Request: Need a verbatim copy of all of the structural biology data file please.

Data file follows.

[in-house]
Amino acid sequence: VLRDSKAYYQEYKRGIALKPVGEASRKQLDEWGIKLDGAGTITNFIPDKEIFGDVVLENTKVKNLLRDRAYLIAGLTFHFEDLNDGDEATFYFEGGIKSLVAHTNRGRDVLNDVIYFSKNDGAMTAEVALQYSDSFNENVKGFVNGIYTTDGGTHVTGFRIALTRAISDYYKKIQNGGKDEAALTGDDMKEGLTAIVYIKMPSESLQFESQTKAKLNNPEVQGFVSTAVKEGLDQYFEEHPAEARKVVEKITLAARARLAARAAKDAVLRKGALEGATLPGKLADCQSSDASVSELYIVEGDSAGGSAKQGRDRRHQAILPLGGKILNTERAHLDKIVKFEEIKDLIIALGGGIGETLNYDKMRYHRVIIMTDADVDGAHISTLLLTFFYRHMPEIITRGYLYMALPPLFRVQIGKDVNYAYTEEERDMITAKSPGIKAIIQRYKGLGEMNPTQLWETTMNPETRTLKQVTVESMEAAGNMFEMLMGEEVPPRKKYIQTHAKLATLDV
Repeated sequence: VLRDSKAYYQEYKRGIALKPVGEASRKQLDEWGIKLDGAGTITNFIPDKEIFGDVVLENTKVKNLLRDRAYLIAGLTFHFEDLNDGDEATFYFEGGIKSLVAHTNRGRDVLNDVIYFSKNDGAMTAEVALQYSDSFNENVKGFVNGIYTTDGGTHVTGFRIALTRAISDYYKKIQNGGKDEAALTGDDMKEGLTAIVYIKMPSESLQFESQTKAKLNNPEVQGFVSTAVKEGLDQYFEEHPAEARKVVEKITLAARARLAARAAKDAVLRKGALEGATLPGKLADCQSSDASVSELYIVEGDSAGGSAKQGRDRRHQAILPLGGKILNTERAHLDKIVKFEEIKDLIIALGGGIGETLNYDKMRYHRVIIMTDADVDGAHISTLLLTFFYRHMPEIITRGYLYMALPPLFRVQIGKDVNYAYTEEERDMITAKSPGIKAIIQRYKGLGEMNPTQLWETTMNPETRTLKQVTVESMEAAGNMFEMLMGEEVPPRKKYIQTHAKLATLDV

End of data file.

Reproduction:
[in-house]
Amino acid sequence: VLRDSKAYYQEYKRGIALKPVGEASRKQLDEWGIKLDGAGTITNFIPDKEIFGDVVLENTKVKNLLRDRAYLIAGLTFHFEDLNDGDEATFYFEGGIKSLVAHTNRGRDVLNDVIYFSKNDGAMTAEVALQYSDSFNENVKGFVNGIYTTDGGTHVTGFRIALTRAISDYYKKIQNGGKDEAALTGDDMKEGLTAIVYIKMPSESLQFESQTKAKLNNPEVQGFVSTAVKEGLDQYFEEHPAEARKVVEKITLAARARLAARAAKDAVLRKGALEGATLPGKLADCQSSDASVSELYIVEGDSAGGSAKQGRDRRHQAILPLGGKILNTERAHLDKIVKFEEIKDLIIALGGGIGETLNYDKMRYHRVIIMTDADVDGAHISTLLLTFFYRHMPEIITRGYLYMALPPLFRVQIGKDVNYAYTEEERDMITAKSPGIKAIIQRYKGLGEMNPTQLWETTMNPETRTLKQVTVESMEAAGNMFEMLMGEEVPPRKKYIQTHAKLATLDV
Repeated sequence: VLRDSKAYYQEYKRGIALKPVGEASRKQLDEWGIKLDGAGTITNFIPDKEIFGDVVLENTKVKNLLRDRAYLIAGLTFHFEDLNDGDEATFYFEGGIKSLVAHTNRGRDVLNDVIYFSKNDGAMTAEVALQYSDSFNENVKGFVNGIYTTDGGTHVTGFRIALTRAISDYYKKIQNGGKDEAALTGDDMKEGLTAIVYIKMPSESLQFESQTKAKLNNPEVQGFVSTAVKEGLDQYFEEHPAEARKVVEKITLAARARLAARAAKDAVLRKGALEGATLPGKLADCQSSDASVSELYIVEGDSAGGSAKQGRDRRHQAILPLGGKILNTERAHLDKIVKFEEIKDLIIALGGGIGETLNYDKMRYHRVIIMTDADVDGAHISTLLLTFFYRHMPEIITRGYLYMALPPLFRVQIGKDVNYAYTEEERDMITAKSPGIKAIIQRYKGLGEMNPTQLWETTMNPETRTLKQVTVESMEAAGNMFEMLMGEEVPPRKKYIQTHAKLATLDV